If you don't have the right insurances, and the wall has a failure, you could loose everything you own if enough damage is caused.

Don't take this as a slam by any means. These are things you have to have if you are entering into these types of jobs.

sheshovel
11-15-2005, 02:59 AM
It was cedarcrofts style of writing his post that thru us,we were not slamming just giving sound advice as to what we read and how it sounded to us.
No need to get nasty FOZ.....

cedarcroft
11-15-2005, 10:00 AM
Bill Schwab,
this is exactly what I was looking for. Thank you. I am going to print your post and ask every one of those questions to the contractor prior to doing anything. I am confident that he will have the answers as he is one of the biggest landscpe design/build firms in the area. The job has been put off a few days due to impending storms. the excavator needs 2 days to get his end done and so he can't start until thursday now. gives me some time to get answers.
I also want to assure all of you that I would rather walk away from a job like this than do it half a$$ed. If the situatiuon isn't right, I will not do it. I have a family and business on the line and nothing is worth jeopordizing that.
thanks for the input.

Foz
11-15-2005, 06:40 PM
I'm not getting nasty, just pointing out that noone wanted to encourage cedar or give him tips until Uniscaper. The idea of this forum I thought was to promote professional work. Educate people before you start bashing them.

Cedar has an idea of what he is trying to do, and Uniscaper's post is what he was looking for, not the slams. I misread his post as well, at $9 per hour when he meant $9 per SF, the difference is I didn't bad mouth him for it!

At $9 per SF over 1800 SF that is $16,200, if he gets $50 per hour per person, he has 324 manhours of labor, if he makes a profit at $40 per manhour then he has 405 manhours....so a 4 man crew for 12 days.....and that is making money on labor while still paying help $16 per hour

Why not help him do it right, tell him what to look out for, he can protect himself by reading posts like the one from Uniscaper, double check & make sure the engineering is done properly.

All I was saying about this thread and many others is that many members are more eager to bash other members than to help them......are some of you afraid of competition????? I myself having been in business for some time would much rather educate my competition to bid & install properly rather than undercut prices.......a well educated competitor will only allow you to increase prices as they will know their costs & the proper installation techniques to estimate the right amount of labor & equipment.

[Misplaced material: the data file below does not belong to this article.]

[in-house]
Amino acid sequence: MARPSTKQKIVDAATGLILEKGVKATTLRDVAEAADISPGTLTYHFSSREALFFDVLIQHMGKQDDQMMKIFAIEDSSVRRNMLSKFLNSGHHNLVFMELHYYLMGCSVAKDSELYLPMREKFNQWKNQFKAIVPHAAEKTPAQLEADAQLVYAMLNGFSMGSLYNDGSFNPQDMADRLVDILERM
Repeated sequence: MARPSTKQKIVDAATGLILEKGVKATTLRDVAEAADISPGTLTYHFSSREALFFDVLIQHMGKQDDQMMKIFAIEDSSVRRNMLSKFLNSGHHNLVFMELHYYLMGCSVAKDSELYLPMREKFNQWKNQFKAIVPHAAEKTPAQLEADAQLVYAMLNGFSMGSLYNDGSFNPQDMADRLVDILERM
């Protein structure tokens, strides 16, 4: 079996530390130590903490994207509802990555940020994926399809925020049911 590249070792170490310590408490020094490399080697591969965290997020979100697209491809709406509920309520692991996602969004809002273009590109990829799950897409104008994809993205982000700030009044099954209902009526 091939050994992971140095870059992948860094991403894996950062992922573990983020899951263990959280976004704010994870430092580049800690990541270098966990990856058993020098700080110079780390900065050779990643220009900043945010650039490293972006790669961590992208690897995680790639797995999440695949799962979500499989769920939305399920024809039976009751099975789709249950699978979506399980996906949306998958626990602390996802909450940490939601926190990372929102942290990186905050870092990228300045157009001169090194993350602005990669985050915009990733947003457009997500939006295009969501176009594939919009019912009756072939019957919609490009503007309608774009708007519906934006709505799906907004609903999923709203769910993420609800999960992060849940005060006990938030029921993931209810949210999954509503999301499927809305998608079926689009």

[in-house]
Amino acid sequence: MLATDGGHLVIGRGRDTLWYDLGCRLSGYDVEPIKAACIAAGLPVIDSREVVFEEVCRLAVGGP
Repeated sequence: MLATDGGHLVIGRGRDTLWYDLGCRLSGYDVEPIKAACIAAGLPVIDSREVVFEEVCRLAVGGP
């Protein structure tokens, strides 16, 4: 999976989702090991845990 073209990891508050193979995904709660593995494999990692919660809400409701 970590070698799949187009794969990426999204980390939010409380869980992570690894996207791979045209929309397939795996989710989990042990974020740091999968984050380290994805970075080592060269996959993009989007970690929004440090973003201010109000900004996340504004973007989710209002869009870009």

mbella
11-15-2005, 08:47 PM
Foz, in light of the fact that the only other members, from New York, that posted in this thread are you and JS, I don't think competition has anything to do with it. I think it has more to do with personalities and state of mind when posting.

I misread the original post and apologized. As well as offering an apology, I asked what type of experience Cedarcroft's friend has. I'm ok with that.

I wish all of my posts could be the quality of Bill Schwab's. However, there's one problem: I don't know half of what Bill knows. I would venture to say he is, by far, the most knowledgeable member in this forum.

That said, unless the powers that be ban everybody whose name isn't Bill Schwab from posting, the responses won't all be the quality of Bill's.

Personally, for me, this site is half educational and half entertainment. I enjoy the different personalities. If every post was like Bill's (no offense Bill), I would get bored.

Green-Pro
11-15-2005, 08:54 PM
Foz, in light of the fact that the only other members, from New York, that posted in this thread are you and JS, I don't think competition has anything to do with it. I think it has more to do with personalities and state of mind when posting.

I misread the original post and apologized. As well as offering an apology, I asked what type of experience Cedarcroft's friend has. I'm ok with that.

I wish all of my posts could be the quality of Bill Schwab's. However, there's one problem: I don't know half of what Bill knows. I would venture to say he is, by far, the most knowledgeable member in this forum.

That said, unless the powers that be ban everybody whose name isn't Bill Schwab from posting, the responses won't all be the quality of Bill's.

Personally, for me, this site is half educational and half entertainment. I enjoy the different personalities. If every post was like Bill's (no offense Bill), I would get bored.


You said a mouthful there Mike.

Sometimes ya gotta take it with a grain of salt & remember its an Internet forum, testosterone contests are especially funny in this sort of venue :p

mbella
11-15-2005, 09:19 PM
You said a mouthful there Mike.

Sometimes ya gotta take it with a grain of salt & remember its an Internet forum, testosterone contests are especially funny in this sort of venue :p